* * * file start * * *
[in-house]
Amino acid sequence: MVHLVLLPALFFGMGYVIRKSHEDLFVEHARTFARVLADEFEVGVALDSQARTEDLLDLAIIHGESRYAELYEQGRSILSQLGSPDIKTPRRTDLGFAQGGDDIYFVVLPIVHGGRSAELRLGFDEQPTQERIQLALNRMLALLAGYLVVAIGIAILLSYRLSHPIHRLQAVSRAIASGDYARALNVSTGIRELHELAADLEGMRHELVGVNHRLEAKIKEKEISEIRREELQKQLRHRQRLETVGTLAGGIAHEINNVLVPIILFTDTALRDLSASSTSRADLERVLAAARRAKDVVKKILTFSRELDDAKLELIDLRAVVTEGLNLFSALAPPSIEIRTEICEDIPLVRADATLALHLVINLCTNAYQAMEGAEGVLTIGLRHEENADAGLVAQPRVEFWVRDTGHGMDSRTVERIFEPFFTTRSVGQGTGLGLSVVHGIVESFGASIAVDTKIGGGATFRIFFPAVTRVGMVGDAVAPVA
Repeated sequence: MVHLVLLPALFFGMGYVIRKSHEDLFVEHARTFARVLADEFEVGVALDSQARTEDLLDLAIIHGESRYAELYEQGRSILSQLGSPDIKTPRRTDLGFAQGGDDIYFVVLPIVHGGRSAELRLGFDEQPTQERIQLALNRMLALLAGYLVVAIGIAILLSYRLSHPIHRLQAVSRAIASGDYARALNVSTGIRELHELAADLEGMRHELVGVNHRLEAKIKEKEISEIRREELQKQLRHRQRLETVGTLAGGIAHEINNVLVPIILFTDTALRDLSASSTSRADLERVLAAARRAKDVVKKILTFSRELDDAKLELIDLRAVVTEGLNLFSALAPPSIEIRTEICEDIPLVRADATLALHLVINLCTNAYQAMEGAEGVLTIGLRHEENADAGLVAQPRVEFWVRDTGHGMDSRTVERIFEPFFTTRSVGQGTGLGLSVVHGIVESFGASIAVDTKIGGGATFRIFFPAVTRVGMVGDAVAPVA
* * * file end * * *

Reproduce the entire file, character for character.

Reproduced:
[in-house]
Amino acid sequence: MVHLVLLPALFFGMGYVIRKSHEDLFVEHARTFARVLADEFEVGVALDSQARTEDLLDLAIIHGESRYAELYEQGRSILSQLGSPDIKTPRRTDLGFAQGGDDIYFVVLPIVHGGRSAELRLGFDEQPTQERIQLALNRMLALLAGYLVVAIGIAILLSYRLSHPIHRLQAVSRAIASGDYARALNVSTGIRELHELAADLEGMRHELVGVNHRLEAKIKEKEISEIRREELQKQLRHRQRLETVGTLAGGIAHEINNVLVPIILFTDTALRDLSASSTSRADLERVLAAARRAKDVVKKILTFSRELDDAKLELIDLRAVVTEGLNLFSALAPPSIEIRTEICEDIPLVRADATLALHLVINLCTNAYQAMEGAEGVLTIGLRHEENADAGLVAQPRVEFWVRDTGHGMDSRTVERIFEPFFTTRSVGQGTGLGLSVVHGIVESFGASIAVDTKIGGGATFRIFFPAVTRVGMVGDAVAPVA
Repeated sequence: MVHLVLLPALFFGMGYVIRKSHEDLFVEHARTFARVLADEFEVGVALDSQARTEDLLDLAIIHGESRYAELYEQGRSILSQLGSPDIKTPRRTDLGFAQGGDDIYFVVLPIVHGGRSAELRLGFDEQPTQERIQLALNRMLALLAGYLVVAIGIAILLSYRLSHPIHRLQAVSRAIASGDYARALNVSTGIRELHELAADLEGMRHELVGVNHRLEAKIKEKEISEIRREELQKQLRHRQRLETVGTLAGGIAHEINNVLVPIILFTDTALRDLSASSTSRADLERVLAAARRAKDVVKKILTFSRELDDAKLELIDLRAVVTEGLNLFSALAPPSIEIRTEICEDIPLVRADATLALHLVINLCTNAYQAMEGAEGVLTIGLRHEENADAGLVAQPRVEFWVRDTGHGMDSRTVERIFEPFFTTRSVGQGTGLGLSVVHGIVESFGASIAVDTKIGGGATFRIFFPAVTRVGMVGDAVAPVA